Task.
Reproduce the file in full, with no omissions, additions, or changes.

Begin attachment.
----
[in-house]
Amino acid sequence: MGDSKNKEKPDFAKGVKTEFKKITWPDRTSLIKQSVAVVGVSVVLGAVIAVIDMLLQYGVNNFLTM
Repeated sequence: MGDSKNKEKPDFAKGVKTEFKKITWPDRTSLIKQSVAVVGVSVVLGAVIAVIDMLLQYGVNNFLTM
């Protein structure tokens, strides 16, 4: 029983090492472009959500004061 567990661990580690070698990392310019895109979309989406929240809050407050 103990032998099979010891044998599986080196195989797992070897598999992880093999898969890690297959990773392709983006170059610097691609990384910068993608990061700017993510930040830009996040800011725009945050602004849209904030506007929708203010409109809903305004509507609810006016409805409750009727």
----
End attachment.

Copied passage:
[in-house]
Amino acid sequence: MGDSKNKEKPDFAKGVKTEFKKITWPDRTSLIKQSVAVVGVSVVLGAVIAVIDMLLQYGVNNFLTM
Repeated sequence: MGDSKNKEKPDFAKGVKTEFKKITWPDRTSLIKQSVAVVGVSVVLGAVIAVIDMLLQYGVNNFLTM
């Protein structure tokens, strides 16, 4: 029983090492472009959500004061 567990661990580690070698990392310019895109979309989406929240809050407050 103990032998099979010891044998599986080196195989797992070897598999992880093999898969890690297959990773392709983006170059610097691609990384910068993608990061700017993510930040830009996040800011725009945050602004849209904030506007929708203010409109809903305004509507609810006016409805409750009727």